Christian missionaries' murder trial starts in Turkey

25th November 2007, Comments 0 comments

25 November 2007, Ankara (dpa) - The trial of five men accused of torturing and murdering three Christian missionaries got under way in the central Turkish city of Malatya on Friday with prosecutors demanding life imprisonment sentences. The five are charged with establishing a terrorist organization and murder. Two others are also charged with establishing a terrorist organization and face up to 10 years imprisonment. On April 18 the five men allegedly broke into into the offices of a small Christian publ

25 November 2007

Ankara (dpa) - The trial of five men accused of torturing and murdering three Christian missionaries got under way in the central Turkish city of Malatya on Friday with prosecutors demanding life imprisonment sentences.

The five are charged with establishing a terrorist organization and murder. Two others are also charged with establishing a terrorist organization and face up to 10 years imprisonment.

On April 18 the five men allegedly broke into into the offices of a small Christian publishing firm in Malatya, tied up three men and then murdered them by slashing their throats. The men were all arrested at the scene of the crime.

Two other men are on trial on charges of "forming a terrorist organization" and face up to 10 years imprisonment.

According to prosecutors the motive for the murders of Necati Aydin, 35, Ugur Yuksel, 32, and German national Tilmann Geske, 46, was that the three were involved in missionary activities.

A lawyer representing the families of the three murdered men complained to the court that the prosecutor's indictment contains the names and addresses of all the members of the Protestant community in Turkey.

"This makes every one of our friends a target," Mehmet Ali Kocak told the court.

Another lawyer for the families told the court that the three men were targeted by the local press merely because they Christians.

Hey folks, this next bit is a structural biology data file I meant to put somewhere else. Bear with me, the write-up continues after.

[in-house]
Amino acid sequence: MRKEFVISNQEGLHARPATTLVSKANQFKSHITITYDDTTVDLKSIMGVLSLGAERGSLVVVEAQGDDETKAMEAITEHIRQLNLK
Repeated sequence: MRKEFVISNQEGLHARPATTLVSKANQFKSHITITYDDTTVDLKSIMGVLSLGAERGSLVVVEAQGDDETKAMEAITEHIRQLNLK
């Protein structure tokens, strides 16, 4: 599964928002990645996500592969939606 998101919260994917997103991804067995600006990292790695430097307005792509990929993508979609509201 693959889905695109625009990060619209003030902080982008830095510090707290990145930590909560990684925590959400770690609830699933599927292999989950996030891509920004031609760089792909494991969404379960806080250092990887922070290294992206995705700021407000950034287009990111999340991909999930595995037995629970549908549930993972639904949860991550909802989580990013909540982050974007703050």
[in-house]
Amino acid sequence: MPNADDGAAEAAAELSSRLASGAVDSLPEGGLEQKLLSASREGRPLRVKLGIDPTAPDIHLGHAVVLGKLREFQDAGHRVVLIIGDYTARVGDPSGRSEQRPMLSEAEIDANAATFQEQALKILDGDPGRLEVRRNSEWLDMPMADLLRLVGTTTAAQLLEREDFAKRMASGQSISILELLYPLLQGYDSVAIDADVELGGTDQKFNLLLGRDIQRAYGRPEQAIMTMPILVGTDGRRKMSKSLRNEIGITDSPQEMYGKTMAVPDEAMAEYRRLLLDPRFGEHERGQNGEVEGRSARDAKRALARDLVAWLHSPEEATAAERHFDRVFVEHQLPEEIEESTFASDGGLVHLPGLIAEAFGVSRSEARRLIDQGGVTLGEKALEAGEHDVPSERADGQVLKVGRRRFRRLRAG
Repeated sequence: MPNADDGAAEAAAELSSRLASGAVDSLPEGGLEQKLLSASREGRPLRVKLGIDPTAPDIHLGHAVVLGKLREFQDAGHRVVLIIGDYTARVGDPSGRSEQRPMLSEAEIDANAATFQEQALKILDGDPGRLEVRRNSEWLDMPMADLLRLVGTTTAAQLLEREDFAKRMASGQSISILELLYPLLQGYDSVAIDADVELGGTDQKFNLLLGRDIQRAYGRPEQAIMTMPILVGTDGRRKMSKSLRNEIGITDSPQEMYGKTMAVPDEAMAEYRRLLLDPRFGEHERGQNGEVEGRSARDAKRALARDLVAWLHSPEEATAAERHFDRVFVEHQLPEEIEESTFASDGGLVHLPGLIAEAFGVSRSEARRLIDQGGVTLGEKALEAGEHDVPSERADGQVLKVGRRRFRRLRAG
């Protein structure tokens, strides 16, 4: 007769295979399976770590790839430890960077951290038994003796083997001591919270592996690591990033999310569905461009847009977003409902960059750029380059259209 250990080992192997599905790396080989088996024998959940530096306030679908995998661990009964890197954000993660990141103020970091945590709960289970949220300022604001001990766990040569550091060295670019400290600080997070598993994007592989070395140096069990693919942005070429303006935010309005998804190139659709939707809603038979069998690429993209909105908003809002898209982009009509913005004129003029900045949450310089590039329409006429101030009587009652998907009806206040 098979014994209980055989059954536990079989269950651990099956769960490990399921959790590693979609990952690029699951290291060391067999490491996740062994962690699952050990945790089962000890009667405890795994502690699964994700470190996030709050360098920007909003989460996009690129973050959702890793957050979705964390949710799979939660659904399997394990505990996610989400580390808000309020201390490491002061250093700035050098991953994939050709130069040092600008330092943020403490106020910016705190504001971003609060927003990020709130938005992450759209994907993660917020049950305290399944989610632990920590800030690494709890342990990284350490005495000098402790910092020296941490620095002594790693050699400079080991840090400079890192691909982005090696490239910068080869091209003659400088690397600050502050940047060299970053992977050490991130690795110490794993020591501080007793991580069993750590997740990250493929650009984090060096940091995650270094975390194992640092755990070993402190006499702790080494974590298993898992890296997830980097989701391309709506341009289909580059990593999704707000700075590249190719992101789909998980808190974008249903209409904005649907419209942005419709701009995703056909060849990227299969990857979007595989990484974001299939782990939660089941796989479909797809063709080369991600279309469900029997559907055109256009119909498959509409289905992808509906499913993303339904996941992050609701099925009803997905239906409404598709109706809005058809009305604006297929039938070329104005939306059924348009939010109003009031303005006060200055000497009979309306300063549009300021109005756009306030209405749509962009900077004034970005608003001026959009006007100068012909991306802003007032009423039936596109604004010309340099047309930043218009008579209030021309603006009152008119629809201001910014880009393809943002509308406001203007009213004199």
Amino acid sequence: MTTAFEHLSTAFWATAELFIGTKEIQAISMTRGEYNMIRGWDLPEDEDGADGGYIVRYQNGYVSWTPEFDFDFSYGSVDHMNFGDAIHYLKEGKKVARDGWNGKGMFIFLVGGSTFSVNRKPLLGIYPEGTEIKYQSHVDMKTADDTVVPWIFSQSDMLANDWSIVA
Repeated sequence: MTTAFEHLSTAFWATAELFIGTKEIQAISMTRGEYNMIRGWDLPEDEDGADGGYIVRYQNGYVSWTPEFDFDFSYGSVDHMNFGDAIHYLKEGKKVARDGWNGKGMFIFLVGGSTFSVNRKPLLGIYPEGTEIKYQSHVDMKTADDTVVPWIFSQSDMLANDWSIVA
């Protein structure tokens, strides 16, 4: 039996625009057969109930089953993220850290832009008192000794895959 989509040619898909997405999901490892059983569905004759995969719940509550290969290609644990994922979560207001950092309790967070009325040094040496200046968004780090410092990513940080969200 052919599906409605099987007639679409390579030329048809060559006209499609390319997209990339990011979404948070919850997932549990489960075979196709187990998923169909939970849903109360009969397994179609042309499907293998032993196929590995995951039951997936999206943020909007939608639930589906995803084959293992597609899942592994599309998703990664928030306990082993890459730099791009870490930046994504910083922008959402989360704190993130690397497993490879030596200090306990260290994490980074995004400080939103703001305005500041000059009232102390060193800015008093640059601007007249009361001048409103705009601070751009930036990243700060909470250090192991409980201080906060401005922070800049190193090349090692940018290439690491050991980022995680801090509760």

"Before all the murders occurred, if you look at the news that was published in the media you can see how those individuals were shown as targets," Orhan Kemal Cengiz told the court.

"In Malatya, especially in the local press, this campaign was very obviously carried out (before the murders), and it is still continuing," he said.

The wife of one of the murdered men told the court that she believed that justice would ultimately prevail.

"My children were born here. I love this city and I want to continue living here. After the murder the people of the neighbourhood all came to our house to pay their respects. The imam of the mosque came to offer his condolences. I have faith in this country's secular system and in justice," German national Susanne Geske said.

Lawyers for the defendants on Friday said they needed more time to prepare their defence and the trial was adjourned until 14 January.

The stabbings were the latest in a string of attacks on Christians in Turkey. In February 2006 a teenager shot dead an Italian priest in the Black Sea city of Trabzon and earlier this year a Turkish nationalist killed the Armenian Orthodoz journalist Hrant Dink outside of his office in Istanbul.

DPA

Subject: German news

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